Rawalpindi, now HMS, and under Captain Kennedy, was modified with the addition of eight ageing 6 inch guns and two 3 inch guns and the aft funnel removed, she was repainted in order to camouflage her as a warship but no armour was added and there was little difference in her physical appearance. Her crew was formed from reservists from the Royal Navy's three reserve formations, and although they were experienced, excellent, and enthusiastic sailors, they were not given the arms or the ship to be that effective. Nevertheless, from November 1939 she was part of the Northern Patrol covering the area around Iceland with at least 5 cruisers and 7 more armed merchant cruisers and a number of destroyers. Large ships such as the battlecruiser HMS Hood and the carrier HMS Furious were also frequently seen. HMS Rawalpindi had some success, as on the 19th October in the Denmark Strait, she intercepted Gonzenheim, a German oil tanker of some 4500 tonnes travelling from Argentina back to Germany, and forced her crew to scuttle the ship (although a boarding was attempted).

Such success was short lived however.

On the 23rd November 1939, north of the Faroe Islands, the Rawalpindi, ordered to investigate a sighting of a German ship, sighted a large surface vessel on the horizon, which was erroneously identified as the heavy cruiser/pocket battleship Deutschland, but the ship actually turned out to be the larger Scharnhorst (not like it would have made much difference, Deutschland could deliver an 8,000 pounds broadside with its 11 inch guns, while Rawalpindi could only respond with 400 pounds). Scharnhorst was returning by sailing south of Iceland and through the Baltic to home. She had been conducting a sweep of the sea between Iceland and the Faroes when she found the Rawalpindi, and upon sighting the Rawalpindi began to chase her down, at around 16:00 the German battleship signalled to the Rawalpindi "heave to", so she can be boarded.

Captain Kennedy was under no illusions, he knew how outgunned his ship was, and he knew that the Scharnhorst was much faster and was moving to intercept her heading. Nevertheless, he altered course, released smoke, and refused to slow down, in order to try and buy some time by heading for the cover of nearby sea fog and icebergs. This allowed Kennedy to signal the Scharnhorst's location back to base. The Scharnhorst repeated her order to "heave to", and fired a warning shot from her 11 inch guns.

Another large silhouette emerged from the horizon. In Kennedy's mind, there was no doubt that this was a large Royal Navy vessel which had heard his messages, unfortunately the ship which emerged from the rain was the Scharnhorst's sister-ship - Gneisenau. His escape route cut, all Kennedy and the Rawalpindi could do was to surrender or fight. Despite being hopelessly outgunned, the 60-year old Captain Edward Coverley Kennedy decided to fight. His orders, "We’ll fight them both, they’ll sink us, and that will be that. Good-bye".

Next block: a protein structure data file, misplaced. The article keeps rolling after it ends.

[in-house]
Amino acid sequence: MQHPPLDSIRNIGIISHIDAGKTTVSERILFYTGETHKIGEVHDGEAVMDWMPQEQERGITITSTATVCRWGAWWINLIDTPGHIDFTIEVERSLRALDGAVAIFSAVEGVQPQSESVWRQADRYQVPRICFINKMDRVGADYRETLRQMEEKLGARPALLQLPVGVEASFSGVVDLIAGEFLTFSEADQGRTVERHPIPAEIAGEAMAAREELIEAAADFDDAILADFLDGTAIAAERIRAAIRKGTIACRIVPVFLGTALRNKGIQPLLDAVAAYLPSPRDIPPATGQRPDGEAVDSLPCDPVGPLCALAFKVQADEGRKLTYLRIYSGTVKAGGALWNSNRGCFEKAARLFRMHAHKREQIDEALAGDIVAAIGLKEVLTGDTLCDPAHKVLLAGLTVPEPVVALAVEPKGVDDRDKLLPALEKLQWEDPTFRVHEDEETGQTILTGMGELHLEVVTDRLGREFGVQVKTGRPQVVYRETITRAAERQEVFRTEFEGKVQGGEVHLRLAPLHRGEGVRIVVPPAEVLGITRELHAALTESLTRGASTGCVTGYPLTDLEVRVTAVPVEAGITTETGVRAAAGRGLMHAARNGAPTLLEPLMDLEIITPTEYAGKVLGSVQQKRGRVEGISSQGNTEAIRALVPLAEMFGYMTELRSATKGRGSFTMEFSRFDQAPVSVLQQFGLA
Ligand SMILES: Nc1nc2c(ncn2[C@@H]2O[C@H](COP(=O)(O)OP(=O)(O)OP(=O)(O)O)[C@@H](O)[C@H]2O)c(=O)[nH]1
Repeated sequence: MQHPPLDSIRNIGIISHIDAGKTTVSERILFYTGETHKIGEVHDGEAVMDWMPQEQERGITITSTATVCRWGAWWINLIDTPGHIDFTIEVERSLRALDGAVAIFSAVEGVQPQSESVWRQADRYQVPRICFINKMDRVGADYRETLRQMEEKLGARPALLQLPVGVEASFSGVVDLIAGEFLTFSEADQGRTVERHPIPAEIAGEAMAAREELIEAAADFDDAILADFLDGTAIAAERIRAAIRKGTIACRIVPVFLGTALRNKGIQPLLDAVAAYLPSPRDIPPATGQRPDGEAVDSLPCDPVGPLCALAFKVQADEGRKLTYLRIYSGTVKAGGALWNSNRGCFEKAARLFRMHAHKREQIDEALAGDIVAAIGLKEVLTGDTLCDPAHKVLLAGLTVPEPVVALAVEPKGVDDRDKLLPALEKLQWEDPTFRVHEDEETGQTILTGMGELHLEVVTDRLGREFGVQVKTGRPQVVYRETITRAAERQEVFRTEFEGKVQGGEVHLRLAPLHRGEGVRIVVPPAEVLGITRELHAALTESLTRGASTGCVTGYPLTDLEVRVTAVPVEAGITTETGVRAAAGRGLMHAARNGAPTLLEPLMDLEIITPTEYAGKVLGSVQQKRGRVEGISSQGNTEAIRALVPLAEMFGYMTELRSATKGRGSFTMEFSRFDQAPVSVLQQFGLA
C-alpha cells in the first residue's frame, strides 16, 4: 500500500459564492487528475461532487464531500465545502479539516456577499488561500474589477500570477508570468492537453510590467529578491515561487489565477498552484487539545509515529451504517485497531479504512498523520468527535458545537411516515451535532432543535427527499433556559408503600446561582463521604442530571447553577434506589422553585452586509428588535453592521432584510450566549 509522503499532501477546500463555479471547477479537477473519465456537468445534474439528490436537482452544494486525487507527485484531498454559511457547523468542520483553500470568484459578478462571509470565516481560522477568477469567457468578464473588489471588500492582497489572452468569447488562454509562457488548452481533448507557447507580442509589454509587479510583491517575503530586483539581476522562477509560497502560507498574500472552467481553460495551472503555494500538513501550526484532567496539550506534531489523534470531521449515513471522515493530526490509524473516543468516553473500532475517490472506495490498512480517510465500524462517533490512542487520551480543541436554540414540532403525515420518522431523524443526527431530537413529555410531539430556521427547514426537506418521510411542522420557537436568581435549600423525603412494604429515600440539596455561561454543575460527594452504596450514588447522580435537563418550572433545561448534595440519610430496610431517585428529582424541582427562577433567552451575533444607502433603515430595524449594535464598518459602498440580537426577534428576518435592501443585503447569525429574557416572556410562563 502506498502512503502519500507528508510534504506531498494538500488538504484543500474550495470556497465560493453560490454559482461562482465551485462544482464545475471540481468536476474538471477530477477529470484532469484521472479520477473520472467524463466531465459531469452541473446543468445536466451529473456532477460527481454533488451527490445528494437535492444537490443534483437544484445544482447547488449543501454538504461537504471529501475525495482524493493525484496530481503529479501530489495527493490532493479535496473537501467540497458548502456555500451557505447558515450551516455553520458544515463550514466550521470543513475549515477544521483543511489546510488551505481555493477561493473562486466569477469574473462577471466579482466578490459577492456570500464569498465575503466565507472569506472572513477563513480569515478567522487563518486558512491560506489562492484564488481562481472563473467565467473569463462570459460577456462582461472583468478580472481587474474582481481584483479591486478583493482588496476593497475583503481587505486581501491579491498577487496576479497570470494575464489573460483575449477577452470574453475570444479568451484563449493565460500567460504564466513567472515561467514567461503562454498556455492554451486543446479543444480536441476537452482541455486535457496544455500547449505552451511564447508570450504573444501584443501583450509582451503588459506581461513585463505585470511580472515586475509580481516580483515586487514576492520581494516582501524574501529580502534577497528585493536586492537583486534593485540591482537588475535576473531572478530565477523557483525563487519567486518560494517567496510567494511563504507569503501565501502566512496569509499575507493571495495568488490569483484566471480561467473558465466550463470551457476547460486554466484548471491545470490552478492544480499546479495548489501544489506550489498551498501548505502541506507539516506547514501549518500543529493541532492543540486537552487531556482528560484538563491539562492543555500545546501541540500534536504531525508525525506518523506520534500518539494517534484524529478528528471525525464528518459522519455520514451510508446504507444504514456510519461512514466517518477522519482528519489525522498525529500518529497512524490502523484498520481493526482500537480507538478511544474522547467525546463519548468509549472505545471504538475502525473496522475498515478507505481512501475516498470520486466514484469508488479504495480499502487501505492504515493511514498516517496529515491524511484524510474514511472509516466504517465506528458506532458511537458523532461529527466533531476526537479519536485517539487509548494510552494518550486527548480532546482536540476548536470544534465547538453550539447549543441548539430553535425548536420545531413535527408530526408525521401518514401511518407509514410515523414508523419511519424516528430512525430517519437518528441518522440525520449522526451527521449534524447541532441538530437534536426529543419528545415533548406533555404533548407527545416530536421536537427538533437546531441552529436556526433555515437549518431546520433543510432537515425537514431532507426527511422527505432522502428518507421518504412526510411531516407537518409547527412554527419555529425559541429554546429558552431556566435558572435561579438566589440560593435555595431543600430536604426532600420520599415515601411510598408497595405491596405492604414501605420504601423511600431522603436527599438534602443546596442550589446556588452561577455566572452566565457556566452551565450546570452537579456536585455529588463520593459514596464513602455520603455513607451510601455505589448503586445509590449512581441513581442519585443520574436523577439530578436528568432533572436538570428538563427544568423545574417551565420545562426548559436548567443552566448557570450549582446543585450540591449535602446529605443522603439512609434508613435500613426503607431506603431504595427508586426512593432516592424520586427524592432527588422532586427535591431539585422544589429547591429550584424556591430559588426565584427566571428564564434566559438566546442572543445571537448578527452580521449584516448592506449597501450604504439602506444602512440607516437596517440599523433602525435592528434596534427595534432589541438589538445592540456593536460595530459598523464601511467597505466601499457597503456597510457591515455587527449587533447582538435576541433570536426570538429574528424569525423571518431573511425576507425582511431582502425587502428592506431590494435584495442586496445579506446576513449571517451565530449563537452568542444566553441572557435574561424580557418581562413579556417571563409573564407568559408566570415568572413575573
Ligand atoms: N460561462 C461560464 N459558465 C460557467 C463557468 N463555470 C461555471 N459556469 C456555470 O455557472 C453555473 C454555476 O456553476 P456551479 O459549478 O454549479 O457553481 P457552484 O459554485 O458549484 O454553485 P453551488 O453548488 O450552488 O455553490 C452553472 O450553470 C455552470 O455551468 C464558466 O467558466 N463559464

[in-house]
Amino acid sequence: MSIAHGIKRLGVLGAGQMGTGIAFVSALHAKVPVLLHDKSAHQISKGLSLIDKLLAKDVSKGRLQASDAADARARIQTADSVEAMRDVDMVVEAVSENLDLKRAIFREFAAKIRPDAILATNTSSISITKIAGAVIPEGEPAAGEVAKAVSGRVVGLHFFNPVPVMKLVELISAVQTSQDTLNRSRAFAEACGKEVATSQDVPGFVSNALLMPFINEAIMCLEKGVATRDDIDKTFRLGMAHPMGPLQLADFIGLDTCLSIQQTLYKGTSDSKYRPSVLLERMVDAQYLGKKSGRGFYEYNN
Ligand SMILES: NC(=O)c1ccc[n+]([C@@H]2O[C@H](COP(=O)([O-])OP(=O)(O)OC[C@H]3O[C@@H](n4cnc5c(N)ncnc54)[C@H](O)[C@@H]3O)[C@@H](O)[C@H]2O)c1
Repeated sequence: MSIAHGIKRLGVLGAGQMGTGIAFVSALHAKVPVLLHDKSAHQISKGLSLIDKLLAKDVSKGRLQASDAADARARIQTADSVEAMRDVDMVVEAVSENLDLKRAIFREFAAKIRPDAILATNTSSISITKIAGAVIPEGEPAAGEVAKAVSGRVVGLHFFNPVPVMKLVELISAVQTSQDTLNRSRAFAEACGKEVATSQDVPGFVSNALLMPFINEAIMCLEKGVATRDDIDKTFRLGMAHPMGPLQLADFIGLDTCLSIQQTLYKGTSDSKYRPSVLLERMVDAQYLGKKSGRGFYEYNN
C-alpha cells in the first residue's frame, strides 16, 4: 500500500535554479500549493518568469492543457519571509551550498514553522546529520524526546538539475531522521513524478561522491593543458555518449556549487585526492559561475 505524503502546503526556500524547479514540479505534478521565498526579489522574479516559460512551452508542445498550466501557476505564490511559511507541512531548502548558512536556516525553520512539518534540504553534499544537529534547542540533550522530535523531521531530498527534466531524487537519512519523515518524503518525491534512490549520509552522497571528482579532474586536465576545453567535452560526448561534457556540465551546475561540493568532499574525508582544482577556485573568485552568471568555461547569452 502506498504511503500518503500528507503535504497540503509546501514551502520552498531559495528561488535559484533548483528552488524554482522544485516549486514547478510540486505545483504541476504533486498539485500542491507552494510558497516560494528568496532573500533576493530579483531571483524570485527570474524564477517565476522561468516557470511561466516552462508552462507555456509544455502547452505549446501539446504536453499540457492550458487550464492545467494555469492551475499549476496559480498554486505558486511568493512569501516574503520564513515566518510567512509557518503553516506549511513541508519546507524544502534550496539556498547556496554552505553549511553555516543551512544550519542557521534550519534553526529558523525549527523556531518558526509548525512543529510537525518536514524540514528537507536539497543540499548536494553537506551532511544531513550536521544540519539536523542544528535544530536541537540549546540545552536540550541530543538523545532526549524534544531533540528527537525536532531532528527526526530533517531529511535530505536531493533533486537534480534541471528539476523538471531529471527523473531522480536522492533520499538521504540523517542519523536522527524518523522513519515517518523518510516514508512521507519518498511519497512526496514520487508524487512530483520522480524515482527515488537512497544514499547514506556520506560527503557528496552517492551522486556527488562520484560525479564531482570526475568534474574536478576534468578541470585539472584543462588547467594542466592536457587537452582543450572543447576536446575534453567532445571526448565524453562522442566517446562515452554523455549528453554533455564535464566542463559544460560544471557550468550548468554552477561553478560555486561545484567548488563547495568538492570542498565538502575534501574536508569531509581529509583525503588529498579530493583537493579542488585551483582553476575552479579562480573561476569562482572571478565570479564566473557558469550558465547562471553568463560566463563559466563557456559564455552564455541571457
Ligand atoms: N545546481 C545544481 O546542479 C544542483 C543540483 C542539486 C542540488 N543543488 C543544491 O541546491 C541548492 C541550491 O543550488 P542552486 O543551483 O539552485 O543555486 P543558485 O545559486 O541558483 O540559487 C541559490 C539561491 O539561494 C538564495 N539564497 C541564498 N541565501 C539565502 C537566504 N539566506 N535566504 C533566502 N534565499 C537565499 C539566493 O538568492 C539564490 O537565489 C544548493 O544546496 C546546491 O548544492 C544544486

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Rawalpindi aflame and sinking

For a third time the Scharnhorst ordered the Rawalpindi to stop. Rawalpindi resisted, the ship replying with a salvo from her 6-inch guns, which hit the Gneisenau. Scharnhorst destroyed the Rawalpindi's electric ammunition winches, and all the lights were put out.She also destroyed the bridge and the wireless room. Gneisenau hit one of the starboard batteries and set the ships deck on fire. Within 40 minutes the Rawalpindi was aflame and sinking, despite this she kept firing, scoring a damaging hit on the Scharnhorst, and the German ships were forced to silence the Rawalpindi's guns one by one as the Rawalpindi's crew fought on unto the entire length of the ship was ablaze and until all it's armament was destroyed. The German ships ceased firing once they spotted the Rawalpindi's lifeboats being lowered - they picked up 2 of the 3 boats. The engagement, from first sightings to the moment the Rawalpindi sank, lasted less than 4 hours. Captain Kennedy and 237 crew died aboard the HMS Rawalpindi, and 37 survivors were picked up by the two German ships with a further 11 survivors were picked up by HMS Chitral. Scharnhorst and Gneisenau were sighted that same day by the British light cruiser HMS Newcastle, they fled, most likely fearing (and correctly so) fearing that she was a scout.

Captain Kennedy was posthumously Mentioned in Dispatches and was awarded the Victoria Cross.

The sinking of the Rawalpindi, the first armed merchant cruiser to be sunk in World War Two, showed that arming these ships and expecting them to fight off raiders was not workable. The sinking partly led to improved measures in protecting the tenuously stretched Atlantic convoys from America and Canada, but importantly it led to the development of a scheme to monitor and patrol break-out areas for German warships using RAF Coastal Command and Royal Navy warships and not armed merchant ships. These meant that if large raiders were found by the British leaving their home ports through the Baltic, then the assets involved were more able to defend themselves and damage the German vessel.

SS Ohio

"Oh that's nothing. We've had a Junkers 88 on the foredeck for nearly half an hour."Captain Dudley W. Mason, circa 12th August 1942.

Ohio, perhaps the greatest naval underdog of them all. Below is an epic tail of hardship and strife about a ship which on it's only voyage with the British was the subject of as many attacks in 4 days as most active capital ships would see in a 40 year life time. And she wasn't even a warship.